How To Develop a Strategic Priority for New Year Success

Sometimes I think I was born a strategist. Puzzles and logic & mystery games were commonplace in my childhood home. Remember, Clue, the board game?

My father, a computer programmer, taught me basic code before I was in double digits. My mother mapped out daily errands, and everything else in her life, for maximum efficiency. So, I come by my penchant for strategic thinking quite naturally, as they say.

I like the process of patiently examining the scattered pieces of a situation and bringing order and resolve to it. Crazy? Maybe. But it’s an invaluable skill in both my personal life and as an entrepreneur.

In a small business, there are about a gazillion moving parts that must coordinate to bring things together and move the business forward. That cannot happen without strategy and planning. (One my other passions.)

Now I am not talking about planning as in a Business Plan. Believe it or not, there is still some debate out there as to whether a small business, not seeking outside funding, needs a formal Business Plan.

For many lifestyle and creative business owners, who grapple with the high-level business jargon and the rigid structure of a traditional Business Plan, it can be a relief to know that business can be done without it. Many small business owners do get formulate one. Then promptly file it away, rarely referring to it again.

While a Business Plan may be optional, strategic thinking and planning are not.

Strategic thinking and planning yield to the fast-paced, evolving nature of a small business. It’s fluid and living. It can be easily shifted to respond to new information and trends.

Here is the process that I take to help me map out my strategy and prioritize for the new year. I use this both in my business and my personal life.


I begin by identifying my goals and clarifying what I want for this year. I ask, “Where do I want to be at the end of 2018? …at the end of each quarter or trimester of the year? What does winning look like in December 2018?” I verify that my answers align with my overall vision of the woman I want to be and the business I want to grow. My desired outcomes become like a magnet; they draw me toward the goal and draw out of me the dexterity to execute.

I list sub-goals in the form of a checklist. “Read this book” or “listen to that podcast” or “watch this webinar” are the types of items on the list.

In my personal life, I have a goal to live a progressively healthier lifestyle by the end of 2018. Busyness and other circumstances have crowded out some of my good habits. I’m reviving them and adding new ones this year. My personal checklist has items like “walk daily”, “run four 5 to 10Ks”, “eat more greens”, etc.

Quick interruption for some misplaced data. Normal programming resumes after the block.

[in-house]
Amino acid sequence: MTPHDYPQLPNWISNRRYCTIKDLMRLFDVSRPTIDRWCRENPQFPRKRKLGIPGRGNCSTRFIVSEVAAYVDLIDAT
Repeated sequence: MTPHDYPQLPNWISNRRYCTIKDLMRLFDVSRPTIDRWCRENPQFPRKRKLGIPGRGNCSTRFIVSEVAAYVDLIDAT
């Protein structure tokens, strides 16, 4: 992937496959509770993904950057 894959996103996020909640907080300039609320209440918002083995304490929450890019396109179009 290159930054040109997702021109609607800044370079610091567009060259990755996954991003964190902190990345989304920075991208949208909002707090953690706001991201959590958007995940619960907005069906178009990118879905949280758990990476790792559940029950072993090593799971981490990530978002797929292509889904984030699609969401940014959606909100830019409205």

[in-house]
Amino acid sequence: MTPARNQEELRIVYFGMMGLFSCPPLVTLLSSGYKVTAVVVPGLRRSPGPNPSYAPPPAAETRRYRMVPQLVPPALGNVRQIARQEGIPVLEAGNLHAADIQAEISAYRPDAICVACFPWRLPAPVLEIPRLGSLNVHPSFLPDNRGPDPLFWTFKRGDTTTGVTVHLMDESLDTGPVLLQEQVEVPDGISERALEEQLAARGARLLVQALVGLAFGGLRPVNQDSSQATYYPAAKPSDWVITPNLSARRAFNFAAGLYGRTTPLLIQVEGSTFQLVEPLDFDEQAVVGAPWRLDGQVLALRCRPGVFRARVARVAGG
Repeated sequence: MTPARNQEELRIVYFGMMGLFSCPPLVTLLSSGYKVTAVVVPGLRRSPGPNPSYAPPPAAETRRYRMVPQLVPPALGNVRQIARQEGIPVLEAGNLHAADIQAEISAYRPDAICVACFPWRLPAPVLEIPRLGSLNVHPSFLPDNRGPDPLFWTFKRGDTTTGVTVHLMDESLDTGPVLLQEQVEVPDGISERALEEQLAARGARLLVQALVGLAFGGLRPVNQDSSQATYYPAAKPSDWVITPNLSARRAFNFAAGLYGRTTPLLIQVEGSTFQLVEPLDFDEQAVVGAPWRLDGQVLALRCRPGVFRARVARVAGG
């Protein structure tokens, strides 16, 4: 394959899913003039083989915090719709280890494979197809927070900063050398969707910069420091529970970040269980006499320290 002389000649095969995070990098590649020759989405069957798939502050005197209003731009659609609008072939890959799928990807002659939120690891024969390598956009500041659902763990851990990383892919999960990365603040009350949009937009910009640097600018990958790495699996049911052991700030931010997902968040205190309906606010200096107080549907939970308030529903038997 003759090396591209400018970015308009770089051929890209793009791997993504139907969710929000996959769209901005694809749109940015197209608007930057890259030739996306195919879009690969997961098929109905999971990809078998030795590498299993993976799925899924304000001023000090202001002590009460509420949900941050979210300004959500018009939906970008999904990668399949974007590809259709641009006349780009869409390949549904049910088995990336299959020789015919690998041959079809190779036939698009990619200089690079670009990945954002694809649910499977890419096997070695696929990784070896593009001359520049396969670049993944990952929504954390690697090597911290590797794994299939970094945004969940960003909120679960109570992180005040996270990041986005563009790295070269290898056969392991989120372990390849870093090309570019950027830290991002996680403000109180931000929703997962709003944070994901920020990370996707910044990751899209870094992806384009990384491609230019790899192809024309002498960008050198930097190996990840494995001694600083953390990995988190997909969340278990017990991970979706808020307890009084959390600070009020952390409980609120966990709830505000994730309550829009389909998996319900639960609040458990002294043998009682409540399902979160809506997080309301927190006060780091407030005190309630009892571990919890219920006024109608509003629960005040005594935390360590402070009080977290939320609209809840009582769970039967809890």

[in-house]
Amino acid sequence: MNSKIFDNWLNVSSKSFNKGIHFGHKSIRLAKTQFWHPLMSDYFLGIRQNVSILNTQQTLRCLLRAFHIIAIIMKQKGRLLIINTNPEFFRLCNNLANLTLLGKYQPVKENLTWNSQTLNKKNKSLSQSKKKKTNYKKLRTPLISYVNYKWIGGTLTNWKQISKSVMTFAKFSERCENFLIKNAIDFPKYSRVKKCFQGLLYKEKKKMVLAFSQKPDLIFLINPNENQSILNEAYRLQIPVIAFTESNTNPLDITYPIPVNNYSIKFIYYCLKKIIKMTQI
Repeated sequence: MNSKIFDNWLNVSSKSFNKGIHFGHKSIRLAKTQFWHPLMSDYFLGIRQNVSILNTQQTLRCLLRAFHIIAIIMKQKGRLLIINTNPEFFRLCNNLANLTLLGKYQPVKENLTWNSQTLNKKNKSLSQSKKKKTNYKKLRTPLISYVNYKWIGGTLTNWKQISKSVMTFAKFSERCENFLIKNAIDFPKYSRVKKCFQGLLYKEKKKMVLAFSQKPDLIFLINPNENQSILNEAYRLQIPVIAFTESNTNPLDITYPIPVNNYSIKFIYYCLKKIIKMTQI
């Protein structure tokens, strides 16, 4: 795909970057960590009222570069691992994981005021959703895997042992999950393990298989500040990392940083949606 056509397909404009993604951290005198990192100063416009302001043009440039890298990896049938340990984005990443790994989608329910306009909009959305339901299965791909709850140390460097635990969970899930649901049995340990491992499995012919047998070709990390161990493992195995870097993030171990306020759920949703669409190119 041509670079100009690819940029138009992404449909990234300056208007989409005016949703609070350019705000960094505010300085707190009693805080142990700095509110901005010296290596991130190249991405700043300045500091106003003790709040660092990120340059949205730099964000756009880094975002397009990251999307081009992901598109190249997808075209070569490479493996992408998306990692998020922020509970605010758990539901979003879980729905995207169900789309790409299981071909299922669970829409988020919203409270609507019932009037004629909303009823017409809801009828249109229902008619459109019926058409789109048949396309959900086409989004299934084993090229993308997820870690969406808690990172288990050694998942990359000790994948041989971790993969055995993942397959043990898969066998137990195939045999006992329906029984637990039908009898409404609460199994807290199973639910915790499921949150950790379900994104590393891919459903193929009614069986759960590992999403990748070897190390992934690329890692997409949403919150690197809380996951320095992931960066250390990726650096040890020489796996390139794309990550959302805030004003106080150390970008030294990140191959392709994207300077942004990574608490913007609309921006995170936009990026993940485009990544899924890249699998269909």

Next, I ask, “Where am I now?” I sift through my toolbox. “What are my internal strengths and weaknesses? What are my external opportunities and threats?”

I go through the four questions, Dave Ramsey dubs the Four Insights: “What’s working? What’s broken? What’s missing? What’s confusing?” I attempt to list five or more items for each. Just brainstorming without filtering. Then I circle about three that are important from each category.

Ultimately, I select one. That one item becomes my Strategic Priority for a select time frame, such as a month or quarter.


At this point, I develop at least three action items per priority. I employ my tools that I have identified earlier.

For example, one of my internal strengths is that I am a morning person. For me, it means I can accomplish a great deal from 4-7AM when I begin making breakfast for my family. I can use that time for self-care, personal development, or business operations.

Knowing the morning is my best time, I do not plan to do my creative or strategic thinking work in the afternoon. Awareness of what’s in my toolbox informs my action plan.

I add deadlines to my action plan to hold myself accountable. And where I am unsure of how to execute a task, I schedule time for L&D (learning and development). I remind myself to be patient with my learning curve.


I set regular dates to tackle the action items for my one priority. I try to work on an action item to completion. No more than about 30 minutes each session. This helps me to maintain momentum and progress. It also ensures that I make timely adjustments to the plan as needed.

I’m still figuring out the exact right frequency of my review…daily is overwhelming but monthly is too long to wait. I have started this year with the plan to do weekly reviews. I think this will help keep me on track while giving enough time in between to move the ball at a steady clip.  I’ll keep you posted on how well it works. ;-)

I recognize that this outlined process comes rather easily for me due to my proclivity for the tactical. However, this framework can work for anyone. You can be successful this year. You can set goals and strategic priorities that move you forward in your life, and not abandon them come February. This structure has the potential to keep both your (and my) personal and business development on a growth track.

So…let’s do this!

Here’s to a Strategic New Year!

Until next time...